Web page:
No summarization function is provided, but it deals with all the received unaggregated data. Moreover the H H server platform exports interfaces that allow the clinicians to interact with the system, retrieve information and manage all patients. Two possible ways of integration with existing HIS are available see Figure 10 in order to improve the interoperability of the system.
In the first mode, called synchronous request SR , all data are stored locally in the H H server platform and vital signs are provided on-demand as result of query messages submitted from the HIS. Queries address a dedicated service endpoint and use XML to specify the searching parameters: the patient identification, the vital signs, and the time interval. The second mode, the automatic notification AN method, requires that the HIS interested in receiving the clinical information coming from the gateways exposes a dedicated webservice reachable by the H H software platform.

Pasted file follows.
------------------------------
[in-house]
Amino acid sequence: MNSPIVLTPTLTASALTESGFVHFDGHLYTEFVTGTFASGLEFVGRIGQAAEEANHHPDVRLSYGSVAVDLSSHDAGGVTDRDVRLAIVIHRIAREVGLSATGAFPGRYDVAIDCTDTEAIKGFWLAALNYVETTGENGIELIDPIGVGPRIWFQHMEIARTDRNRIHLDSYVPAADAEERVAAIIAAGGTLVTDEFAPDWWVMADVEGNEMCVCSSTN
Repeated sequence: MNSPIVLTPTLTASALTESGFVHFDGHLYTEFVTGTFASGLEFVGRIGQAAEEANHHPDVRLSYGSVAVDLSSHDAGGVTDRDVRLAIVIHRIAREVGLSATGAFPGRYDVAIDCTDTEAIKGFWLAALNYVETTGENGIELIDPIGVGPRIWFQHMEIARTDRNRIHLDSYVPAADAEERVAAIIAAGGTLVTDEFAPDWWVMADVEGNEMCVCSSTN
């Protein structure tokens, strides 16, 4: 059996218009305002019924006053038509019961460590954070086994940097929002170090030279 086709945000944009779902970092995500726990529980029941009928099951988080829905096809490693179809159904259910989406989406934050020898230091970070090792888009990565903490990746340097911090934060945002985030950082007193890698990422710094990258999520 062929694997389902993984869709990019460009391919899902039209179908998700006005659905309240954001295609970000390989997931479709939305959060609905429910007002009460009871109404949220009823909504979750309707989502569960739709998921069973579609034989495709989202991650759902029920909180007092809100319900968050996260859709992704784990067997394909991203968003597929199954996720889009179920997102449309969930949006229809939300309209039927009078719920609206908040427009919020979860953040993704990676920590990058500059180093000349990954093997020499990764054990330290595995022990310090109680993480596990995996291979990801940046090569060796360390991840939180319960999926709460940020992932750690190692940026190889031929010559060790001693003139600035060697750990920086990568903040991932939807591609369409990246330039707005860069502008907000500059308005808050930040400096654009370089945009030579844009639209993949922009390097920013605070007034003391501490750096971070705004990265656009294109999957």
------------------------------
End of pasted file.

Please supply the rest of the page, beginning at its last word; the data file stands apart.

From the functional point of view the software platform is composed of two main parts: the core and the frontend. The frontend represents the human machine interface for the physicians see Figure Its main functions are related to the patient management since their enrolment, when the physician inserts the patient data and configures his OP. To be noted that user interfaces at both home gateway and server sides have been realized in different languages English, Italian, Slovenian, Spanish to allow the installation of the system in the National Health Systems of the different project partners.